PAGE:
In the lead-up to the vote, BladeSec IA committed to CESG and The CLAS Forum to work with all interested parties to resource and lead suitable transition planning in the event of a Yes vote as well as be involved in the development of appropriate government assurance schemes going forward.

It is currently unclear what additional devolved powers will be given to The Scottish Government. BladeSec IA remain committed to working with them, central government and the private sector IA consultants to ensure that there remains an appropriate and effective assurance wrap around government IA north of the border.

News: 2014/09/11 - Local Authority Training Course - Information Risk Management for HMG IA Practitioners - IS 1 & 2.
Due to overwhelming interest, BladeSec IA Services, Ltd., will be running Information Risk Management for HMG IA Practitioners - IS 1 & 2 specifically for representatives from Local Authorities. This is the same two day, CESG sanctioned course offered by QA, but with specific discussions pertaining to local authority issues.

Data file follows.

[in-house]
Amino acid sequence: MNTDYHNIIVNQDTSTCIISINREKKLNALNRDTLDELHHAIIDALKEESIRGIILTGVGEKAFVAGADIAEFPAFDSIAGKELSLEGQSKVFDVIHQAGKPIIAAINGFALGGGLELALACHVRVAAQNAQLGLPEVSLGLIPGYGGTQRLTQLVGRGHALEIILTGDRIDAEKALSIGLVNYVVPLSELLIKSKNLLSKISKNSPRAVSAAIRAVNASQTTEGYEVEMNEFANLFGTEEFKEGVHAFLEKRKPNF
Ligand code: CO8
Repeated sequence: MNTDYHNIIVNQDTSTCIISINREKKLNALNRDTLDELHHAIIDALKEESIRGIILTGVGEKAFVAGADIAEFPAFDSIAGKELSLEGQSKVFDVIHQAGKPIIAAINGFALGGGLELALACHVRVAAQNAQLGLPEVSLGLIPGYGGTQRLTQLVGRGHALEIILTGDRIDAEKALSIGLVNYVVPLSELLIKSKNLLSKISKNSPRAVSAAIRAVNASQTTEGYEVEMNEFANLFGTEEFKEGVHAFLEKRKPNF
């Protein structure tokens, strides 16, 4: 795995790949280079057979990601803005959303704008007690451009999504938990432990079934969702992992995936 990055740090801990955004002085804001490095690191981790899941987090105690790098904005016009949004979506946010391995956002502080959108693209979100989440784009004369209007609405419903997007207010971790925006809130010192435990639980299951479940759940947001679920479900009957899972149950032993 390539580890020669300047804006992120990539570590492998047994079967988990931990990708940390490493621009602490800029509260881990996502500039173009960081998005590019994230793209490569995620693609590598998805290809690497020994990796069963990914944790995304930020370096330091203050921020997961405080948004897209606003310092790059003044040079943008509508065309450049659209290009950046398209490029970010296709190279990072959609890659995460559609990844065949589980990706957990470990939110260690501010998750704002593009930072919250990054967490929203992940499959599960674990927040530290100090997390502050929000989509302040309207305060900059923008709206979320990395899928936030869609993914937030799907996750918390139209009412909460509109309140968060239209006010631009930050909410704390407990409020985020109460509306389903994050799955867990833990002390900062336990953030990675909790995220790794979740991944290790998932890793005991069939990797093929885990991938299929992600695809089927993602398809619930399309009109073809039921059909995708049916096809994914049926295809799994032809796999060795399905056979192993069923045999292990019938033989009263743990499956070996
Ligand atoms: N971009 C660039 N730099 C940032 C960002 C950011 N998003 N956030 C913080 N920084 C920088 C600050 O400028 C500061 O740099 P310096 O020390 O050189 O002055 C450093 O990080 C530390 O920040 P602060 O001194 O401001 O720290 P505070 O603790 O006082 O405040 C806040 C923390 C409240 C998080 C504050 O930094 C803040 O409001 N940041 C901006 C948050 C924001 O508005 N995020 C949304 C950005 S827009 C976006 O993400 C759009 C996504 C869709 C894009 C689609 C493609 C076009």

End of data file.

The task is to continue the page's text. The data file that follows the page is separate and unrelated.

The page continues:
Dates have to be confirmed for the course, but it is likely to be run towards the end of October or the beginning of November depending on the diaries of those confirmed delegates. Equally, the location is yet to be set in stone, but will be in a mutually agreed location.

There is currently only one remaining space for this course, however, if demand continues, further sessions will be run allowing delegates more flexibility in their choice of location and date.